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ISSN: 2329-9126

Journal of General Practice
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Research Article

Factors Affecting Juvenile Delinquency in Bahrain

Faisal Abdullatif Alnasir1* and Abdulrahman Ali Al-Falaij2
1Department of Family & Community Medicine, College of Medicine & Medical Sciences, Arabian Gulf University, Bahrain
2Department of Psychology, University of Bahrain, Bahrain
Corresponding Author : Faisal Abdullatif Alnasir
Professor and Chairman of Department of Family & Community Medicine
College of Medicine& Medical Sciences, Arabian Gulf University, Bahrain
Tel: +97339464048
Fax: +97317273456
E-mail: [email protected]
Received: January 25, 2016 Accepted: February 03, 2016 Published: February 12, 2016
Citation: Alnasir FA, Al-Falaij AA (2016) Factors Affecting Juvenile Delinquency in Bahrain. J Gen Pract 4:229. doi: 10.4172/2329-9126.1000229
Copyright: © 2016 Alnasir FA, et al. This is an open-access article distributed under the terms of the Creative Commons Attribution License, which permits unrestricted use, distribution, and reproduction in any medium, provided the original author and source are credited.
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Abstract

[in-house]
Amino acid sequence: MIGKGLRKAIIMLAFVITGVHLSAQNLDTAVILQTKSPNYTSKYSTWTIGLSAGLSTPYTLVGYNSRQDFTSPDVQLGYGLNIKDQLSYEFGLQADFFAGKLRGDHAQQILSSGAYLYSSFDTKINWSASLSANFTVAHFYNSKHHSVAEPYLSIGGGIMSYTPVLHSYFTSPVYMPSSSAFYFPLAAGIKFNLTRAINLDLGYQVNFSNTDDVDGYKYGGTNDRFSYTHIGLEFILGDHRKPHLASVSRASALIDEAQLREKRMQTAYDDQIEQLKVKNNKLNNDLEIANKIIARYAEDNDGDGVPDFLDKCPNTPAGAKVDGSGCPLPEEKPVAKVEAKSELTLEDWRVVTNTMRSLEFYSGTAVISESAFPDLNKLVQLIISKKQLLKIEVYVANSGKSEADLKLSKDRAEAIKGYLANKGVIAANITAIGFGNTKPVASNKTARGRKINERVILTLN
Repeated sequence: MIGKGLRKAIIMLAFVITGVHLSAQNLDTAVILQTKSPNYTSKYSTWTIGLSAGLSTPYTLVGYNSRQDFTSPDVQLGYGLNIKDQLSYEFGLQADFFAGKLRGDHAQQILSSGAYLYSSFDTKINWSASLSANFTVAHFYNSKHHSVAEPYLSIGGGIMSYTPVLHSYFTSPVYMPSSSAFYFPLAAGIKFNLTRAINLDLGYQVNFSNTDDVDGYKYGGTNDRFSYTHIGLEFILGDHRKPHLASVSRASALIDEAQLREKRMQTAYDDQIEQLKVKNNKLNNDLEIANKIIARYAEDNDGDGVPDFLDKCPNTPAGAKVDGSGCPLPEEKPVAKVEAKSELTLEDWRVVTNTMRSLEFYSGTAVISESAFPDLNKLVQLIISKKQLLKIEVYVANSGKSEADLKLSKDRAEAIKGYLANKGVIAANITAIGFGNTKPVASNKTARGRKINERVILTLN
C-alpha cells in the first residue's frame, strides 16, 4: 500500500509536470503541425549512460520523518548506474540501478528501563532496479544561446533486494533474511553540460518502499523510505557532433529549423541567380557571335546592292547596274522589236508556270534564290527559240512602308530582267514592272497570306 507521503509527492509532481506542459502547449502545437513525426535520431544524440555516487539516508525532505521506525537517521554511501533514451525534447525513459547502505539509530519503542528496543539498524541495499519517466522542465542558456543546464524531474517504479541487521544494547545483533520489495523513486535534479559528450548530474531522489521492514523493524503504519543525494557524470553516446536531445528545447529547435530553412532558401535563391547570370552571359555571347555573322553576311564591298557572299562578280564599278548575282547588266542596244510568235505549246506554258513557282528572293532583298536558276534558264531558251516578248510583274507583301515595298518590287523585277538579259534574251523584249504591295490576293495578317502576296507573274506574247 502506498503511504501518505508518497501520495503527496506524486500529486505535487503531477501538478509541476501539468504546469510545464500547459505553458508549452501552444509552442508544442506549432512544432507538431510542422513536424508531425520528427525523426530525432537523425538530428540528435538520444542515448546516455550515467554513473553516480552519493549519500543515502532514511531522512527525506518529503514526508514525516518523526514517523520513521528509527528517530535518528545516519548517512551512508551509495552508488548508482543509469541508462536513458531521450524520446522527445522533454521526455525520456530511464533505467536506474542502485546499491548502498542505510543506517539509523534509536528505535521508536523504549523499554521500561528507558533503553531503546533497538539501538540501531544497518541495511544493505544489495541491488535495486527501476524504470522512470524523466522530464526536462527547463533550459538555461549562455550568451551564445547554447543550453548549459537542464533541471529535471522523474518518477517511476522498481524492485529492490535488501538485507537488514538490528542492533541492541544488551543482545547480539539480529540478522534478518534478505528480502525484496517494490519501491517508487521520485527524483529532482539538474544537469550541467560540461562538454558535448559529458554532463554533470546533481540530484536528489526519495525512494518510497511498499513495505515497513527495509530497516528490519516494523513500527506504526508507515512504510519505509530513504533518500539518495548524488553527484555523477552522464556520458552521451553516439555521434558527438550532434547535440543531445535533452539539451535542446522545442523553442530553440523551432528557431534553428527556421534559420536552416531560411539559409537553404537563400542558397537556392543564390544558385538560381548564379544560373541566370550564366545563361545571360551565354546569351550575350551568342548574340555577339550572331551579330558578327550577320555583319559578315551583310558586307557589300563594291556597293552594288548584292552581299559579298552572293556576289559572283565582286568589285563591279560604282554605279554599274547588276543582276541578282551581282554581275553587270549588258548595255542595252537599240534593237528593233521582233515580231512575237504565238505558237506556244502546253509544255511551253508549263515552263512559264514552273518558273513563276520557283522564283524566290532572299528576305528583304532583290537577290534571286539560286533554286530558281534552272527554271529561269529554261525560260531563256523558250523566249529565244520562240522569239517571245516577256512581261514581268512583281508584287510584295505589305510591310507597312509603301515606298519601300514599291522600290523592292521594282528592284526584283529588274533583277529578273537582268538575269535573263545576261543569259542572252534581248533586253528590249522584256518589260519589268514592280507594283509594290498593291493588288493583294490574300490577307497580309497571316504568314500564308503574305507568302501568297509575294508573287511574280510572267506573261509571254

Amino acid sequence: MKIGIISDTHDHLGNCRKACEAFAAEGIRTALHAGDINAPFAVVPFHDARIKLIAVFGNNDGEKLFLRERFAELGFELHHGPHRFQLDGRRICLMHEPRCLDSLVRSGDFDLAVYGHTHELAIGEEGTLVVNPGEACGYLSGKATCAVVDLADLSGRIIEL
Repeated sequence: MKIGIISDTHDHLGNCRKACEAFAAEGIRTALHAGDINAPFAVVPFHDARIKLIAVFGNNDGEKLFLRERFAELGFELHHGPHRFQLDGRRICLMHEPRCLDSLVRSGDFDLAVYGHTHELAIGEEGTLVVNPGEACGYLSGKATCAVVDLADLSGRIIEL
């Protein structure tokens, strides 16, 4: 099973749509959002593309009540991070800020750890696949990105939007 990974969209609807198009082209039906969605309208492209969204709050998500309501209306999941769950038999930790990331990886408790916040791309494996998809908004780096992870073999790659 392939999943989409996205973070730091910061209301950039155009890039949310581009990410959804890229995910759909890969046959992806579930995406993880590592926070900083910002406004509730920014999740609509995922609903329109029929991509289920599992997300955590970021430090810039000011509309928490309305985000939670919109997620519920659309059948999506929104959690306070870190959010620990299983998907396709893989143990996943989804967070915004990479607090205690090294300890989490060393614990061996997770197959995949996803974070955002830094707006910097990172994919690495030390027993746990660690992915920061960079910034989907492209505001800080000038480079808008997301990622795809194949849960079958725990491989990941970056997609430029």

Kingdome of Bahrain is island situated in the middle of the Gulf. The discovery of oil has led to the rapid modernization of the country and its prosperity. Such factors and other affected on the lifestyle of the population and the traditional societal role with the transformation from the large extended families to a nuclear one. One of many consequences of these changes was the increase prevalence of juvenile delinquency. In this study, there was a trial to study this phenomenon and find out the most risk factors that may help in its occurrence. The Parental Acceptance/Rejection Questionnaire, which has been translated into Arabic and was used previously with other Arab populations, was administered to a group of 30 jailed juvenile offenders and compared to a similar cohort and number of high school students with no record of delinquency. The variables, including areas related to the family conditions, were studied comparing the two groups (the delinquent vs. non-delinquent). The results indicate that there are relationships between juvenile delinquency and the parental demographic characteristics. More delinquent subjects had illiterate fathers (47%) (p<0.05) and mothers (67%), (p<0 .001) than the non-delinquent. Fifty percent (n=15) of the non-delinquents reported that their fathers were professional versus 21% of the delinquents (p<0.05). The familial relationships, conflicts, and practices were also related to the presence of delinquency. There was a less favorable interpersonal relationship between delinquents and their parents. With regards to family practices, the delinquents scored higher (1.932) than non-delinquents (1.69), indicating that the parents of delinquents were less involved in the lives of their children. Concerning emotional conflict, it was found that the delinquents scored higher (M=2.18) than non-delinquents (M=1.68); indicating more conflict was happening between their parents. In conclusion, the risks of developing delinquency in juveniles were found to be very much related to the parental interpersonal relationships, their demographic characteristics and the socioeconomic status of the family.

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